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Cancer Survivorship

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Two million people in the UK are living with a diagnosis of cancer. Some will have been recently diagnosed, so will be in shock and heading for active treatment; some will be approaching the end of their life; some will have practically forgotten they have had a cancer diagnosis; and others will be living with late effects - the consequences of the disease or its treatment.

The survivorship agenda is about saying we must help people not just at the time of diagnosis, treatment and end of life but through the whole journey. This help should not be limited to medical issues; it should mean supporting people with any emotional, practical and financial issues their cancer has caused. It is about supporting the whole individual.


Nurses are particularly tuned into this area. They understand that the person is being treated, not just the tumour.
When someone of working age is diagnosed with cancer, their household income typically halves. Nurses often pick up on this, but they don’t - and probably shouldn’t - have detailed knowledge of welfare benefits. However, they should be able to refer individuals for expert advice. Macmillan has been putting such advisory services in place.


Forty per cent of cancer survivors say they feel abandoned when they finish active treatment. They should not feel like this. We need to find ways to support them and their families at this transition point and later on, when some of the late effects of the cancer or its treatment may rear their heads.

‘Forty per cent of cancer survivors say they feel abandoned when they finish active treatment’


The National Cancer Survivorship Initiative (NCSI) in England is considering how people’s needs should be assessed at this transition. This assessment should cover medical need and consequences of cancer or its treatment that may need to be addressed in future - how they could be identified and self-managed as appropriate and how people could get back into the system quickly if necessary.


Nurses responsible for this care planning would also discuss any practical needs a person might have and the impact cancer may have had on their emotional life, finances and ability to work, and refer them to support services.


Returning to work after cancer treatment can be difficult because of fatigue and loss of self-confidence. The NCSI is working with trade unions and employers on supporting people back into work gradually. The average GP sees around eight cancer diagnoses a year, while large HR departments see many more, and have valuable experience to share. Scotland, Wales and Northern Ireland are also addressing rehabilitation and returning to work.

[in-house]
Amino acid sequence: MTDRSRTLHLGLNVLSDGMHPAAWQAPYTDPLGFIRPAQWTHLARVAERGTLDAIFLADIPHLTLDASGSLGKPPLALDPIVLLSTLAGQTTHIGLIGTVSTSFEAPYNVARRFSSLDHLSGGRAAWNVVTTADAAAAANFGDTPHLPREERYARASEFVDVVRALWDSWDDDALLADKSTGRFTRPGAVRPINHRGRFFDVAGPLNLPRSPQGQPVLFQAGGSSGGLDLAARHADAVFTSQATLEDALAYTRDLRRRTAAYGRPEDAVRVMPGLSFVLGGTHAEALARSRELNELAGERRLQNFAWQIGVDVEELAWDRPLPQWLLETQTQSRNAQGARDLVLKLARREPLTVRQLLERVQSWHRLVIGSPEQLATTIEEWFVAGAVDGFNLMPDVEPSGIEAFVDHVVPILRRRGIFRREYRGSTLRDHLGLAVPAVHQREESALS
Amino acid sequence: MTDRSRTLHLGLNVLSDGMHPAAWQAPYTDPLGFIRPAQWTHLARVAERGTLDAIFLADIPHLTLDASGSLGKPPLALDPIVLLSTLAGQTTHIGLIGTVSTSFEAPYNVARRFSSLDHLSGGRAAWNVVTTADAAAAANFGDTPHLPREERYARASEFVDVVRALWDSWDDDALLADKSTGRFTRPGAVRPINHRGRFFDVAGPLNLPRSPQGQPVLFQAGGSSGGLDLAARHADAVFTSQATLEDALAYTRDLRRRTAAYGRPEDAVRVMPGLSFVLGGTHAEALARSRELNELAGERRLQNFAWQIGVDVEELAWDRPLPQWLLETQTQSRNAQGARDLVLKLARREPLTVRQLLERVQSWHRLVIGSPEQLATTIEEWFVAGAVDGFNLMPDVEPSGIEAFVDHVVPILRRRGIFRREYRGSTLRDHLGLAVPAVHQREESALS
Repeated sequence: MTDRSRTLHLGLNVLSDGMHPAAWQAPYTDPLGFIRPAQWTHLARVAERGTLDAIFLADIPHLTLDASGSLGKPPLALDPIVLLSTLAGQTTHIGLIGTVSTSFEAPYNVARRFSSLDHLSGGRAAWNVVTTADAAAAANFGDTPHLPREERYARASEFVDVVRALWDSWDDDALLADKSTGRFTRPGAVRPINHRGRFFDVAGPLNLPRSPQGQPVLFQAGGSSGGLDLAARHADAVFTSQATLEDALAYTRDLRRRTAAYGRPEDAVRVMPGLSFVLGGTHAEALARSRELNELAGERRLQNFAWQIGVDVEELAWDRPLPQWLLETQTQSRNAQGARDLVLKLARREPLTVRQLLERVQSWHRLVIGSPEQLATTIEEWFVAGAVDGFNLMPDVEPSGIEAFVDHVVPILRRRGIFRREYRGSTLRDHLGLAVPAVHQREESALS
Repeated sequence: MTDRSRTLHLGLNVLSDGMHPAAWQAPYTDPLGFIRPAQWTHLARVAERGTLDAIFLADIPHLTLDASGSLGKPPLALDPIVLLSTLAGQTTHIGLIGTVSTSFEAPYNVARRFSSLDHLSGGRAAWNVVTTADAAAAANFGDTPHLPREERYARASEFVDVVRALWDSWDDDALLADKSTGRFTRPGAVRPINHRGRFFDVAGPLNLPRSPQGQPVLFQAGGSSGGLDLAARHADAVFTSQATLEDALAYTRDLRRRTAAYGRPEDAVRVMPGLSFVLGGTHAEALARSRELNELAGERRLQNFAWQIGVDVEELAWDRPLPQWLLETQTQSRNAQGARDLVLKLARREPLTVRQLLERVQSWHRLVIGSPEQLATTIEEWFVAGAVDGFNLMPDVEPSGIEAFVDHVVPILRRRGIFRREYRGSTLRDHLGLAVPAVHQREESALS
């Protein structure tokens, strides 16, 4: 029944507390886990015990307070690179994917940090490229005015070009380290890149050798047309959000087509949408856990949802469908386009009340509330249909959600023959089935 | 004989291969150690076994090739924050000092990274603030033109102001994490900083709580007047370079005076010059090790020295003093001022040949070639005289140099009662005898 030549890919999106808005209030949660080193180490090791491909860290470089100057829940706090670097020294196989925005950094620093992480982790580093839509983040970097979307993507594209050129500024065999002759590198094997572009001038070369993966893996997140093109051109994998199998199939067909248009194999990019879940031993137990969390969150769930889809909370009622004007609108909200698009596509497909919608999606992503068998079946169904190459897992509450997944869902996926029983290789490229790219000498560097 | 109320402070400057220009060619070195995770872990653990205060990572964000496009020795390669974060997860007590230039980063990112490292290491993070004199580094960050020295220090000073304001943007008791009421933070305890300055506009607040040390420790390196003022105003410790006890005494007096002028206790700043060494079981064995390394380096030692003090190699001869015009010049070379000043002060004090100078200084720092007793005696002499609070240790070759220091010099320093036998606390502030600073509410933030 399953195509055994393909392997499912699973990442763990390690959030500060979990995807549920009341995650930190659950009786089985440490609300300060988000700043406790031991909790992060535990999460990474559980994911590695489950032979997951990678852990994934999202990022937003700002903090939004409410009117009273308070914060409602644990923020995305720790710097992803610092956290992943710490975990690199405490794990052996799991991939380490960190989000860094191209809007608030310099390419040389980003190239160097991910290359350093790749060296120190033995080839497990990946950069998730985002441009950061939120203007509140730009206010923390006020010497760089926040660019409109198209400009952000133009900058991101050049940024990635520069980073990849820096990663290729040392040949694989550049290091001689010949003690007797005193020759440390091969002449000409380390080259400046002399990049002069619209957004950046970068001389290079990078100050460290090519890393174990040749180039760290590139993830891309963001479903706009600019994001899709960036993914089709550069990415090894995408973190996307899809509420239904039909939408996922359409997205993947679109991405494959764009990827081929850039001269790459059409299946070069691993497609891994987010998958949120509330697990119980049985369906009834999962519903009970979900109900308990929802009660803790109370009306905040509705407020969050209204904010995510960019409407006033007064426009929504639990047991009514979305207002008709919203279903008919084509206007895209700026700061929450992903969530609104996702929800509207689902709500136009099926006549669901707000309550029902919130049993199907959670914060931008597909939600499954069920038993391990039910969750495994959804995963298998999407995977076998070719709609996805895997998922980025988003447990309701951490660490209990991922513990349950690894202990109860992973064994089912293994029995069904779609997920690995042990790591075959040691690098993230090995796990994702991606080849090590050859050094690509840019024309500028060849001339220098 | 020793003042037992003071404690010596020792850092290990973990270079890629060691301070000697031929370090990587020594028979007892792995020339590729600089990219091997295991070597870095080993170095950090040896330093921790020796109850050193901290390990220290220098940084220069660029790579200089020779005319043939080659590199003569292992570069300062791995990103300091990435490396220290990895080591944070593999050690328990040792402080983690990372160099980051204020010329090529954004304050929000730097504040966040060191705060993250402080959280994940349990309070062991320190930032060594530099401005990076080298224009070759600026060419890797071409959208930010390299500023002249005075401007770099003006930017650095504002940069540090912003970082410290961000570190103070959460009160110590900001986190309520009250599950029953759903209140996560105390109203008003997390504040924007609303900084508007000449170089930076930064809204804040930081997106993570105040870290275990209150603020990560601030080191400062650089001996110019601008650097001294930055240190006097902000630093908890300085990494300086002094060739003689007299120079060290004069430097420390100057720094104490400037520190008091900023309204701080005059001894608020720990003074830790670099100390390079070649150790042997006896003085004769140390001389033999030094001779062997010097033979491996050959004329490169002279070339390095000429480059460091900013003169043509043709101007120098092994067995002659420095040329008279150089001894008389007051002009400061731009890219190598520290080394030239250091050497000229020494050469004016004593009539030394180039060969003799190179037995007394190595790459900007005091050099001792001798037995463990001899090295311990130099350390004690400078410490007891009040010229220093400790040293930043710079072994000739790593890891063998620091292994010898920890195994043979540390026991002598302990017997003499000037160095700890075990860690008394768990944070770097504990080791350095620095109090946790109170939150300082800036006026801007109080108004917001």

While we know that two million people are living with cancer, we do not know how many have which type, how many have emotional issues or late effects, or how many are well. Research is being conducted in all four UK nations to determine this and the number of people likely to experience some consequences of treatment many years on and need access to services.


For example, the GP research database shows that women treated for breast cancer are more likely to experience cardiac problems later. They need to be informed of this higher risk, so they are aware of symptoms and how to deal with them, and of lifestyle interventions to minimise their risk.


There is no point diagnosing problems if we do not develop solutions. We need to identify interventions that make the difference between people having a good quality of life and being able to self-manage or being in distress, unable to work or perhaps returning to hospital.


We must test, evaluate, prove and roll out existing models of support and care and develop and evaluate new ones to give nurses validated tools, techniques and practices. This will also help ensure uniform access to services in the UK.


We must not underestimate the learning and development that will be required for new models and services. These will create learning needs not only for cancer nurses but also the wider nursing workforce. Macmillan will increasingly be focusing on supporting nurses to develop themselves and their job skills.

Ciarán Devane
Chief executive
Macmillan Cancer Support

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Readers' comments (1)

  • great to see this issue being highlighted as its a major concern for patients. however there needs to be the services in place to support patients when problems have been identifed. there needs to be long term support from patients or a point of contact for them to return to gain support,advice and information when facing the challenge of living with the long term effects of diagnosis,treatment and attempting to return to work et.

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